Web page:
BATIAL-1 WELL, Mexico -- The geological marvel known to Texas oilmen as the Eagle Ford Shale Play is buried deep underground, but at night you can see its outline from space in a twinkling arc that sweeps south of San Antonio toward the Rio Grande.
The light radiates from thousands of surface-level gas flares and drilling rigs. It is the glow of one of the most extravagant oil bonanzas in American history, the result of the drilling technique known as hydraulic fracturing, or fracking.
Curving south and west, the lights suddenly go black at Mexico's border, as if there were nothing on the other side.
This is a reflection of politics, not geology. The Eagle Ford shale formation is believed to continue hundreds of miles into Mexico, where it is known as the Burgos Basin. But while more than 5,400 wells have been sunk on the Texas side since 2008, Mexico has attempted fewer than 25.
A landmark energy bill approved by Mexico's Congress in December is aimed at correcting this disparity. It has opened the country's oil industry to private and foreign investment for the first time in 75 years, with the goal of bringing in new technology, expertise and a risk-taking culture long missing at the state oil monopoly, Pemex.
Lawmakers will be hashing out the nuts and bolts of the law over the coming weeks, but expectations are that U.S. and other global companies will be able to bid on oil and gas projects by the end of this year, beckoning the fracking crews across the border -- into some of Mexico's most violent areas.
"The United States and Canada are exploiting their shale resources on a massive scale, and we're still in the prospecting stage," Gustavo Hernandez, the director of exploration and production at Pemex, said in an interview. "But we believe the volumes we have are enormous."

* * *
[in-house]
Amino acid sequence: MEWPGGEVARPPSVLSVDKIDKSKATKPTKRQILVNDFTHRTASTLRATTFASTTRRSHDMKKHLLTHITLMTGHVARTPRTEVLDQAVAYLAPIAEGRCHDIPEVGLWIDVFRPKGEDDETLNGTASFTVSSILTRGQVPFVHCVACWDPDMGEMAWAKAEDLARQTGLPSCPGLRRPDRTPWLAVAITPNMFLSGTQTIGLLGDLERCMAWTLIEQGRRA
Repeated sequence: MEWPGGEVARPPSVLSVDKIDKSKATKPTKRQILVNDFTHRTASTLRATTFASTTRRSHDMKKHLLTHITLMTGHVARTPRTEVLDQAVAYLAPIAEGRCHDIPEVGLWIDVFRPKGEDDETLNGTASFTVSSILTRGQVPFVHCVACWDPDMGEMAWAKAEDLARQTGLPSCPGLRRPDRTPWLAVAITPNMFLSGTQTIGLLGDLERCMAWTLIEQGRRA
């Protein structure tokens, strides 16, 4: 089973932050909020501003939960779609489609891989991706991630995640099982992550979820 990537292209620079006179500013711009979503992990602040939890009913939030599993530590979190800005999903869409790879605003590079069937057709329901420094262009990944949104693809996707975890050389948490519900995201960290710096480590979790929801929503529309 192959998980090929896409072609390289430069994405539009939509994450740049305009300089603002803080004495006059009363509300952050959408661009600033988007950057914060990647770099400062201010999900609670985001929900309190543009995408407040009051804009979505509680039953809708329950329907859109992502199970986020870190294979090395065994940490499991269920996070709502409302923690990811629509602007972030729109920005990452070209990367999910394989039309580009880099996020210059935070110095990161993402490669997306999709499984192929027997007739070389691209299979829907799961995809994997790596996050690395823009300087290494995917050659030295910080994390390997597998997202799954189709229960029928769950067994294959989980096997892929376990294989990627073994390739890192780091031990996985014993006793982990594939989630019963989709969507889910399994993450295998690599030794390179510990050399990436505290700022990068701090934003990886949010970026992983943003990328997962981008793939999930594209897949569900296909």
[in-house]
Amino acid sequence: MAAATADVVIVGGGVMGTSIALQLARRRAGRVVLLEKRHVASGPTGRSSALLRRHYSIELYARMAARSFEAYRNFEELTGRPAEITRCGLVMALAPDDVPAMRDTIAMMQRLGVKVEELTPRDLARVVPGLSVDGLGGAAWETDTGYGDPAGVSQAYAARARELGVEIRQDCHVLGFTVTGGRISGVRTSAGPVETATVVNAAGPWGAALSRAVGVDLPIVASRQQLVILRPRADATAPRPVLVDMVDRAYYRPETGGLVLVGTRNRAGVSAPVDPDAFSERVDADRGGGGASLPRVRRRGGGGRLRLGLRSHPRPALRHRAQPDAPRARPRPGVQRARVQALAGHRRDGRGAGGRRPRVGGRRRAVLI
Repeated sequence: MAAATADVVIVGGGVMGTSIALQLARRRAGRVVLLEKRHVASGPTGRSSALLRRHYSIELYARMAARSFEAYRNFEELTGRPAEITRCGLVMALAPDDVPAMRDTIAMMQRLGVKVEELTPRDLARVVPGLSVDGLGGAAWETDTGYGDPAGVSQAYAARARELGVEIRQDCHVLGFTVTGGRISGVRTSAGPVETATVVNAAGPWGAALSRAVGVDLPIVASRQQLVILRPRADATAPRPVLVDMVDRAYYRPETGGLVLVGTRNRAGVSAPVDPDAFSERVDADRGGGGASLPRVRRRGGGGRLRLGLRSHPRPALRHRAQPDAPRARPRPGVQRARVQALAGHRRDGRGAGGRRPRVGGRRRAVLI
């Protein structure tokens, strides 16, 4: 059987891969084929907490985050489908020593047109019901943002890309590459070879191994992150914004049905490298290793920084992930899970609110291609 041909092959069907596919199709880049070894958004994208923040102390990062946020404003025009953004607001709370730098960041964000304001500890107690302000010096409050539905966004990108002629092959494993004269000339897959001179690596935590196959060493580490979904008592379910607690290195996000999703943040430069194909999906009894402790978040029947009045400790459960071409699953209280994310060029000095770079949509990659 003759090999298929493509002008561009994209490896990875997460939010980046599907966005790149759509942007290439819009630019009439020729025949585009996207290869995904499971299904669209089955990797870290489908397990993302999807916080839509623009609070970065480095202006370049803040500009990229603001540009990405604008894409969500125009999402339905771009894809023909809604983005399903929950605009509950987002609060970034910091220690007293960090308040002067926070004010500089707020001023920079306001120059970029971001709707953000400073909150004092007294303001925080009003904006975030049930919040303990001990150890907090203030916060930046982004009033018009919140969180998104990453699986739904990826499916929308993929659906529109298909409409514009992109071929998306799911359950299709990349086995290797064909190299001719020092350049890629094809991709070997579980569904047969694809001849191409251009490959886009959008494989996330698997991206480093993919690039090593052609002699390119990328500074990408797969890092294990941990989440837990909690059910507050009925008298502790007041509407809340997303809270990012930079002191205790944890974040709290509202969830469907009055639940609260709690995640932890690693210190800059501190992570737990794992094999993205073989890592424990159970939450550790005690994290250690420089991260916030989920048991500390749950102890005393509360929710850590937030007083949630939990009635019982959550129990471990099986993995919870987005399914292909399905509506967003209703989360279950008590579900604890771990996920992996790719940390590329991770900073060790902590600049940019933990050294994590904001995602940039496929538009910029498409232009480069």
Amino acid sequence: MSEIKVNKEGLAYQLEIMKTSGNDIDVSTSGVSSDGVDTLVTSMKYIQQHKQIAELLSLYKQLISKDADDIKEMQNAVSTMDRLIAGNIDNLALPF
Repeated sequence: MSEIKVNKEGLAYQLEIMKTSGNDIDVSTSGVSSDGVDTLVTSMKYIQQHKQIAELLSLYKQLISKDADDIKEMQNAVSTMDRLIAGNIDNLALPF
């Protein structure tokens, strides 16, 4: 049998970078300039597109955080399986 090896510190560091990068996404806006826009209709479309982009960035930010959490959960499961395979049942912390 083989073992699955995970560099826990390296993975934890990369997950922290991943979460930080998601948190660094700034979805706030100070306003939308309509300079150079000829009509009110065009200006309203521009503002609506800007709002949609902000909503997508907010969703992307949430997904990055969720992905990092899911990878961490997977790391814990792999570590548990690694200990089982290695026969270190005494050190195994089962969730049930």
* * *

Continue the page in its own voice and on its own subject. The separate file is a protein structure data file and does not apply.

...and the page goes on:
Pemex estimates that Mexico's shale formations hold the energy equivalent of 60 billion barrels of oil, an amount exceeding the entire volume the country has pumped out by conventional means since 1904.
Natural gas is thought to be especially plentiful. In a 2013 survey, the U.S. Energy Information Administration ranked Mexico's reserves of shale gas as the world's sixth-largest after China, Argentina, Algeria, the United States and Canada.
Despite Mexico's abundant resources, the country's soaring demand for electricity and meager pipeline infrastructure have left it dependent on imported gas to cover roughly a third of its needs. In some parts of the country, natural gas prices are four times as high as those in the United States.
It is one reason Mexican officials say the shale reserves are crucial to the country's economic and energy development, while advancing the broader goal of "North American energy independence" -- making the entire free-trade zone self-sufficient for its fuel needs.
The biggest interest in Mexico's energy overhaul is expected to come from large global companies such as Exxon Mobil and Shell that have the capital and equipment to hunt the most lucrative prize: huge oil fields deep under the Gulf of Mexico.
But the willingness of foreign companies to test their fortunes in the wilds of its northern borderlands remains unknown. The region is almost totally lacking in the infrastructure that spread across south Texas, and Mexico's shale beds sit beneath some of the most lawless parts of the country.